FOXBOROUGH, Mass. -- The questions emerging from that blustery night three weeks ago were pointed and ugly. Why couldn't the defense stop the run when it knew it was coming? Why couldn't the offense muster anything even when the rifle-armed quarterback could slice a pass through the gale? Why were the Buffalo Bills so talented, but so maddeningly inconsistent? And, most urgently, could they find the answers before the season slipped away?
On Sunday, the Bills finally summoned the performance that should silence the questions, that will stop the doubts. They were undermanned but dominant, the New England Patriots were sloppy and sleepy, and the power in the AFC East swung back to Western New York with two games to go. The Bills' 33-21 victory Sunday, in what amounted to a division-title game, gave the Bills the division lead because of tiebreakers and -- just as important -- lived up to expectations for the Bills as one of the most complete teams in the league. The Patriots, who have been mistake-riddled and lackluster in two straight games -- both losses -- fell into the AFC's crowded wild-card pool, still almost assured of making the postseason, but are faltering at the worst possible time.
The turnaround from that miserable Monday night in Buffalo was so complete, so dramatic, that Micah Hyde and Jordan Poyer, the Bills' safeties who were irate at postgame questions about whether the team was soft three weeks ago, were spotted gleefully jawing with Patriots fans behind the end zone after an interception by Hyde ended the game. Head coach Sean McDermott, who three weeks ago didn't want to give Bill Belichick too much credit for coming up with the run-exclusive game plan that beat the Bills, made a point of mentioning how well-coached the Patriots are and how much respect the Bills have for them.
The weight of expectations in the NFL is heavy and the Bills had seemed to be a bit staggered by that weight this season, struggling especially with consistency. It showed in the strain after that first loss to the Patriots. On Sunday, the heaviness seemed to lift for the first time this season.
"It's hard to follow up a season like last year with a similar season," McDermott said after Sunday's win. "That's part of the challenge."
There is little question the Bills proved something Sunday about their mental toughness and fitness for a playoff push. They were a bit emotionally unraveled by the earlier loss to the Patriots, and they had not won two games in a row since early October. With the exception of defeating the then 1-0 Miami Dolphins in Week 2, they also had not beaten a team that had a winning record at the time of the game until Sunday. And they came into this game missing two key receivers and with a shuffled offensive line.
A stumble by the offense would have been understandable, particularly because the Patriots entered the game as the league's top scoring defense, allowing just 16 points per game. But a stumble would have put the Bills' playoff hopes in peril.
Quarterback Josh Allen, who threw for 314 yards and three touchdowns and rushed for 64 yards, did not want to talk about how much this performance meant under these conditions, although he joked that the protection he got from the makeshift offensive line was probably the result of the nice watches he gave them for Christmas. But he did note what it meant to the team to take an early lead and to have the confidence of McDermott, who uncharacteristically went for it four times on fourth down, with the offense converting three of them.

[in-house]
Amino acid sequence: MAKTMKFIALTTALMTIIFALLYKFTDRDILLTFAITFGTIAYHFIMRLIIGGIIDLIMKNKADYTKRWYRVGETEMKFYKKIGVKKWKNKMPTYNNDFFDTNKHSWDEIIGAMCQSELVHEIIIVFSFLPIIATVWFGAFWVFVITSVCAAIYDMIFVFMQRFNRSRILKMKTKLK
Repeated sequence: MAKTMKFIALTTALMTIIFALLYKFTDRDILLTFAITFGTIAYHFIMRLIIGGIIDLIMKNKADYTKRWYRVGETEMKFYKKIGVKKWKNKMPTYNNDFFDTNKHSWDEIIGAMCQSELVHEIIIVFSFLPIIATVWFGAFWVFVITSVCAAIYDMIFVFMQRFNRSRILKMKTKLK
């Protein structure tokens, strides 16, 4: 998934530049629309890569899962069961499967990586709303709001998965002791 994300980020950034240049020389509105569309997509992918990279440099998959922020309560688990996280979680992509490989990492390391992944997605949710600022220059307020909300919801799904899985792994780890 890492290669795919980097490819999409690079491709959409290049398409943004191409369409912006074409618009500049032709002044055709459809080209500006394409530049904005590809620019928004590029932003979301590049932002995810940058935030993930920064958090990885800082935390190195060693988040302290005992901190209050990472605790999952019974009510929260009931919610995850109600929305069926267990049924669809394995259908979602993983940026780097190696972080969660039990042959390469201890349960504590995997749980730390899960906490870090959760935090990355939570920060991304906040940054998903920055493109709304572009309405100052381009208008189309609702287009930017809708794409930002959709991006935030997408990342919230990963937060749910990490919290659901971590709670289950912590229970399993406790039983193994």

"Having that trust to go for it on fourth down, it gives us some groove," Allen said. "It gives us some confidence going forward."
If this is what the Bills' groove looks like, it should shake up the rest of the AFC, because the Bills were nearly unstoppable by one of the league's best defenses. They were able to move the ball with the run and pass, with rollouts and deep shots. They piled up 428 yards. They opened with a 13-play drive. They scored on six of their nine drives and never punted. They held the ball for 10 minutes more than the Patriots did. They ran 75 plays compared with 60 for the Patriots. Isaiah McKenzie, who had been benched earlier in the season and had just seven receptions entering the game, filled in for Cole Beasley, who missed the game with COVID-19, and recorded 11 receptions for 125 yards and one touchdown. And the Bills, with the Patriots back in striking distance, finished with a 13-play drive, taking five minutes off the clock and making it a two-score game. It was exactly what the game three weeks ago was not -- a disciplined situational football showcase.
What future Patriots opponents are likely to look at was the Bills' ability to score early and often to put more of the game on Mac Jones' shoulders. While the Bills still could not stop the run -- the Patriots ran for 149 yards -- the Patriots had to lean on the pass because they were playing from behind. Jones completed just 14 of 32 passes for 145 yards and two interceptions. The Patriots converted just one of 10 third-down attempts.
The lingering question about Jones is whether he can do more for the offense than manage it, whether he can elevate the team to overcome deficiencies elsewhere and whether he can bring the Patriots from behind in a crucial game. He may be able to eventually do that, and he could certainly get more help from receivers who repeatedly dropped passes, although Jones blamed his own accuracy. Comparing Jones to Allen is unfair at this point in their careers, but it is also inevitable. The Patriots need more from Jones, particularly to avoid the slow starts that are suddenly plaguing them.
On Sunday, they needed what Allen provided the Bills.
"We're where we want to be right now," Allen said. "We have to finish. We can't look too far into the future."
For the first time in more than two months, the Bills' future looks as vast as the hopes that nearly smothered them.